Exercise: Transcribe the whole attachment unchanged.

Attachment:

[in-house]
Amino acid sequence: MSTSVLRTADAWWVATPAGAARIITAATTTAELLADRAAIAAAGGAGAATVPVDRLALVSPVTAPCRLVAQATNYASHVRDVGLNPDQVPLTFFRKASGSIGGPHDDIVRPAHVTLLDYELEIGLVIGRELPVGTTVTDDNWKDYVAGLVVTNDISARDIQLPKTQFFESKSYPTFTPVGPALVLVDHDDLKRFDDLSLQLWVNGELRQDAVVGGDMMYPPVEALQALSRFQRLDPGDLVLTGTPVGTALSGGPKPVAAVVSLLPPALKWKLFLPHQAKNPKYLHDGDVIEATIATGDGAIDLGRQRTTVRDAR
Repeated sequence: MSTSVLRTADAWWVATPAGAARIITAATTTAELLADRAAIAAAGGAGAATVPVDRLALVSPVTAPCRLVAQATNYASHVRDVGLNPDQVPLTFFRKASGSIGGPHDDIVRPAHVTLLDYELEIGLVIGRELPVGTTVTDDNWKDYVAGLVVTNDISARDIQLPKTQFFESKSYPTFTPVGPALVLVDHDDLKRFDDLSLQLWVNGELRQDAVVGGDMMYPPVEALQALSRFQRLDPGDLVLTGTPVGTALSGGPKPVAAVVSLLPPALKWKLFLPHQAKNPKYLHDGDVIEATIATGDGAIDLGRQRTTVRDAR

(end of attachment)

[in-house]
Amino acid sequence: MSTSVLRTADAWWVATPAGAARIITAATTTAELLADRAAIAAAGGAGAATVPVDRLALVSPVTAPCRLVAQATNYASHVRDVGLNPDQVPLTFFRKASGSIGGPHDDIVRPAHVTLLDYELEIGLVIGRELPVGTTVTDDNWKDYVAGLVVTNDISARDIQLPKTQFFESKSYPTFTPVGPALVLVDHDDLKRFDDLSLQLWVNGELRQDAVVGGDMMYPPVEALQALSRFQRLDPGDLVLTGTPVGTALSGGPKPVAAVVSLLPPALKWKLFLPHQAKNPKYLHDGDVIEATIATGDGAIDLGRQRTTVRDAR
Repeated sequence: MSTSVLRTADAWWVATPAGAARIITAATTTAELLADRAAIAAAGGAGAATVPVDRLALVSPVTAPCRLVAQATNYASHVRDVGLNPDQVPLTFFRKASGSIGGPHDDIVRPAHVTLLDYELEIGLVIGRELPVGTTVTDDNWKDYVAGLVVTNDISARDIQLPKTQFFESKSYPTFTPVGPALVLVDHDDLKRFDDLSLQLWVNGELRQDAVVGGDMMYPPVEALQALSRFQRLDPGDLVLTGTPVGTALSGGPKPVAAVVSLLPPALKWKLFLPHQAKNPKYLHDGDVIEATIATGDGAIDLGRQRTTVRDAR